Thousands of Syrians find refuge in Turkey
Many are sharing stories of violence during crackdown
GUVECCI, Turkey — Syrians streamed across the border yesterday into neighboring Turkey, finding sanctuary in refugee camps ringed by barbed wire and offering a frightening picture of life back home, where a deadly crackdown on dissent is fueling a popular revolt.
Turkey’s prime minister has accused Syrian President Bashar Assad’s regime of “savagery,’’ but has also said he would reach out to the Syrian leader to help solve the crisis. Still, many of the nearly 7,000 refugees in Turkey say they expect their government to inflict only more violence and pain.
Refugees were pouring across the border to flee a crackdown Sunday that sent elite forces backed by helicopters and tanks into Jisr al-Shughour, a northern town that spun out of government control for a week. Troops led by Assad’s brother regained control of Jisr al-Shughour on Sunday, and residents ran for their lives.
In Guvecci, two Syrians gave a bleak picture of life across the frontier.
“There are 7,000 people across the border; more and more women and children are coming toward the barbed wires,’’ said Abu Ali, who left Jisr al-Shughour. “Jisr is finished. It is razed.’’
Other refugees said the military is killing soldiers who refuse orders to fire on protesters.
“Assad’s men are killing anyone within the military, police or others who don’t obey their orders blindly,’’ said a man who gave his name as Abu Ali. Another, who gave his name as Ammar, had a similar allegation.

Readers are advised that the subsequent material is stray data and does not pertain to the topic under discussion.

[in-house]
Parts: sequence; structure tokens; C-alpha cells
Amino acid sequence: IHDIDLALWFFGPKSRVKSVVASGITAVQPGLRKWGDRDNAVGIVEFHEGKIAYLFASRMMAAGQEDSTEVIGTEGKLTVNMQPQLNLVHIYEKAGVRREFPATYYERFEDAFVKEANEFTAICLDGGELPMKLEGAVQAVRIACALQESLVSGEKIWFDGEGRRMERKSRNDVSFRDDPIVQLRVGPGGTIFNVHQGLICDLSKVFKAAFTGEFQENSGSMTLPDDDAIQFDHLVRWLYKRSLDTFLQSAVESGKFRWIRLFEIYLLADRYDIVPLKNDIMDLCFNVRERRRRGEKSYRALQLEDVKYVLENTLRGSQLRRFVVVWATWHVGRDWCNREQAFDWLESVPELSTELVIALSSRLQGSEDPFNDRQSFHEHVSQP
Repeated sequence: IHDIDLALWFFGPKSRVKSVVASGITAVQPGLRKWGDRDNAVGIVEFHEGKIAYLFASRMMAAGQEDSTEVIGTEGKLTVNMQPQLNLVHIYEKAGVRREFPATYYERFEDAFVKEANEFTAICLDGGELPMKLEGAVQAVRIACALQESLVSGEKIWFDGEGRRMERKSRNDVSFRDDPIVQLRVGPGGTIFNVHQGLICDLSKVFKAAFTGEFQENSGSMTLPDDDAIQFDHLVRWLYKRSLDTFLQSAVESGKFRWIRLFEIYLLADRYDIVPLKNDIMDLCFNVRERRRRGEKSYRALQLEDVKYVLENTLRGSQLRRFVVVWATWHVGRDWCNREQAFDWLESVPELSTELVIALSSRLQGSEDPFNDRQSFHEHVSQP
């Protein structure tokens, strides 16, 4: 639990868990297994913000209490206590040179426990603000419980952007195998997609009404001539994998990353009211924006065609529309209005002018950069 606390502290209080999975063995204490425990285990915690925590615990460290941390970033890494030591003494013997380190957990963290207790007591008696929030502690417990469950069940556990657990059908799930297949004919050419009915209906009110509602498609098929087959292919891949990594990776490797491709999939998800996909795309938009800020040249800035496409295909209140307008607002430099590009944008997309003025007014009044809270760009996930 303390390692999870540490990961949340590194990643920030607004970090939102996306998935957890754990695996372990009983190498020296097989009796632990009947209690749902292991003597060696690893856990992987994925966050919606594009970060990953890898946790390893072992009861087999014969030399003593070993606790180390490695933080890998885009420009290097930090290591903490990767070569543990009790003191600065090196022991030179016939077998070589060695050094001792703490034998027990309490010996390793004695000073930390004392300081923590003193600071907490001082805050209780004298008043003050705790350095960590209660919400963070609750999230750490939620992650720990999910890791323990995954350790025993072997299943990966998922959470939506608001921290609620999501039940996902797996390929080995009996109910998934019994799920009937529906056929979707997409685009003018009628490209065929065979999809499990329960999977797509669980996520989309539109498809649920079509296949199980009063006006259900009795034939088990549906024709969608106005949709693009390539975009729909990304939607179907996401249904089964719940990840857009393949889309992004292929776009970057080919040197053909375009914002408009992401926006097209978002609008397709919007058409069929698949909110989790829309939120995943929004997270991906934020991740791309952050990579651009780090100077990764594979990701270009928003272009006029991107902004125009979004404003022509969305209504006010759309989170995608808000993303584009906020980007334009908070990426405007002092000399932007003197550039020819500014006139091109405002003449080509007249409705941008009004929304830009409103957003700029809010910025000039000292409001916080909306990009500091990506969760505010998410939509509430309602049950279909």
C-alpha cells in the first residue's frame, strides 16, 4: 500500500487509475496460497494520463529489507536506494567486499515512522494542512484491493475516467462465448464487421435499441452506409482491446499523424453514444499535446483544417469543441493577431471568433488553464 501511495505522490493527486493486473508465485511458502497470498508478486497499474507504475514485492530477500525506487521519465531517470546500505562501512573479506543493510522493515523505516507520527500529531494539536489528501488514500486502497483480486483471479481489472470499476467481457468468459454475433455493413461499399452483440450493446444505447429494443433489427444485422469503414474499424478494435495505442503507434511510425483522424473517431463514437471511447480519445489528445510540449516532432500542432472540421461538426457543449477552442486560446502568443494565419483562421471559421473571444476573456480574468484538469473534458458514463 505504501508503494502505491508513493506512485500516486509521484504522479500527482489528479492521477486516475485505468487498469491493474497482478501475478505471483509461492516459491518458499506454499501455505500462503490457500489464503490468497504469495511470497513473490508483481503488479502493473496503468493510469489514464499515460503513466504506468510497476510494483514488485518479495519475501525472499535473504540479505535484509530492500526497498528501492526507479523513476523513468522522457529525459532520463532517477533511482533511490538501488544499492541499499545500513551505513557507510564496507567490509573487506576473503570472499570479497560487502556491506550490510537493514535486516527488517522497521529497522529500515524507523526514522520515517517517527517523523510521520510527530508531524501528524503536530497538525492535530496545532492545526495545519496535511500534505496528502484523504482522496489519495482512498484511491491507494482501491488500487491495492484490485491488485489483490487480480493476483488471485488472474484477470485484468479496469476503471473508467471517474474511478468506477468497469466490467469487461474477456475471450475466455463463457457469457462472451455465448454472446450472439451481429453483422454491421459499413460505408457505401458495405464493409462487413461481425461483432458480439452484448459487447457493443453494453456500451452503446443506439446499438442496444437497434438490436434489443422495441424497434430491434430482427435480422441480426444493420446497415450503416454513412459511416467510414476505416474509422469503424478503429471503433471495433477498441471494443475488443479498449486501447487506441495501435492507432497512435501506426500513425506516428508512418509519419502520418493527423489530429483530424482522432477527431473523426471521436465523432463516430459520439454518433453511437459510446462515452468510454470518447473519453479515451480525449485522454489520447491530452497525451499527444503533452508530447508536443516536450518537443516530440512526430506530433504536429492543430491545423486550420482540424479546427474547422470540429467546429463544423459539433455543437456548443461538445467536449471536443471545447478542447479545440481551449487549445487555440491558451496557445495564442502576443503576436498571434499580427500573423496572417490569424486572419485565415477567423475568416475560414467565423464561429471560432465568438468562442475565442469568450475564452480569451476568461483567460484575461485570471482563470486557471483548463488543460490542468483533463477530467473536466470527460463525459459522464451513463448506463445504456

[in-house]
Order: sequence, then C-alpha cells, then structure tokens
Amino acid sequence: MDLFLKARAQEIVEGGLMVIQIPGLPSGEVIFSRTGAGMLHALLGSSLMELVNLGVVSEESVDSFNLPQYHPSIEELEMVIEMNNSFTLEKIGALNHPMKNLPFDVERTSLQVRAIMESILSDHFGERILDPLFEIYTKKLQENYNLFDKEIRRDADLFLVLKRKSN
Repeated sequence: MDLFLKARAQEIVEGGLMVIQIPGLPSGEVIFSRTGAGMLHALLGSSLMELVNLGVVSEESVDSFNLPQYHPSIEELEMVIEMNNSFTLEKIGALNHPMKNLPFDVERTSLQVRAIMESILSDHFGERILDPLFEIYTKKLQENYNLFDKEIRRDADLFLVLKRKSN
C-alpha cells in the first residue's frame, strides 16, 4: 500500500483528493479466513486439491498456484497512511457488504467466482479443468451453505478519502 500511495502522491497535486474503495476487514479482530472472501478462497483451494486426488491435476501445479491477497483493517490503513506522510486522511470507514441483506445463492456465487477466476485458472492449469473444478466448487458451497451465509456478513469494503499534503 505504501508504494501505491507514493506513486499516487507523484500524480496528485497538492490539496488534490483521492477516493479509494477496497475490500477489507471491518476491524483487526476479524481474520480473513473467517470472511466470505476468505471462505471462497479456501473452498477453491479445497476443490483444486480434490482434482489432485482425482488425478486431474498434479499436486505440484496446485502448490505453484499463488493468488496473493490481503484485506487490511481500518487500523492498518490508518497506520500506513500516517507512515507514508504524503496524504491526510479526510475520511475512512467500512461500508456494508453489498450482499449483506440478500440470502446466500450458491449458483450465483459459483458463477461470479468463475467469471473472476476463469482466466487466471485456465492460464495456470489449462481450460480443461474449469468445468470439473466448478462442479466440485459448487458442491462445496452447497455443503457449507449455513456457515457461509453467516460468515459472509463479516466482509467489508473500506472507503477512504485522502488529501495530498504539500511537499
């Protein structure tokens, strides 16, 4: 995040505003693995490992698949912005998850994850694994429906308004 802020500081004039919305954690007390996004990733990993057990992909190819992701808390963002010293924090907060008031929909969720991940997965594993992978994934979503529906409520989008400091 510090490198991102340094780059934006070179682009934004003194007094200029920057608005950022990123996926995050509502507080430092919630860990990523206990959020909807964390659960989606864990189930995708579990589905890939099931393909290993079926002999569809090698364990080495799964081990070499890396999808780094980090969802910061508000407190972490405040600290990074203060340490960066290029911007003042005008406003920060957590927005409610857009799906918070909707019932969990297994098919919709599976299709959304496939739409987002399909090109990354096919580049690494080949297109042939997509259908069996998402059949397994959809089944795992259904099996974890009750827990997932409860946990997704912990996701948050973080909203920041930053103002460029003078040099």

Turkey and Syria once nearly went to war, but the two countries have cultivated warm relations in recent years, lifting travel visa rules for their citizens and promoting business ties.
The countries share a 520-mile border, which includes several Syrian provinces. Refugees and relatives on both sides appeared to be crossing unimpeded around the village of Guvecci.
Syrian refugees staged open-air noon prayers behind wire fences yesterday at the Boynuyogun refugee camp inside Turkey. At another camp in the town of Altinozu, refugee families flashed V for victory signs as police guarded their compound.
Turkish authorities have blocked the media from entering the camps. Turkey appears to be trying to limit the publicity of the crisis even as Prime Minister Recep Tayyip Erdogan, who won a landslide victory in Sunday’s general elections, says he will speak to Assad soon.
Despite their support of NATO intervention in Libya, Arab governments have not responded to Syria’s crackdown, fearing the chaos that could follow Assad’s fall. The country has a potentially explosive sectarian mix and is seen as a regional powerhouse with influence on events in neighboring Israel, Lebanon, and Iraq.
A reported mutiny in Jisr al-Shughour posed one of the most serious threats to the Assad regime since protests against his rule began in mid-March. Assad has made some concessions, but thousands of people demonstrating weekly — inspired by protests in Tunisia, Egypt, and elsewhere — say they will not stop until he leaves power.
The Local Coordination Committees, a group that documents the protests, said government snipers have killed at least 10 people in the nearby village of Ariha in the past two days.
Syria’s government has said 500 members of the security forces have died, including 120 last week in Jisr al-Shughour, although it has denied a mutiny. About 1,400 Syrians have died and 10,000 have been detained in the government crackdown since mid-March, activists say.
Yesterday, Syria imposed a travel ban on one of the president’s cousins, a move that appeared to be an attempt to show Assad is serious about investigating the bloodshed.
State-run SANA news agency says the ban was imposed on Brigadier General Atef Najib, who ran the security department in the southern province of Daraa. The uprising erupted there in mid-March after the arrest of 15 teenagers who scrawled antigovernment graffiti.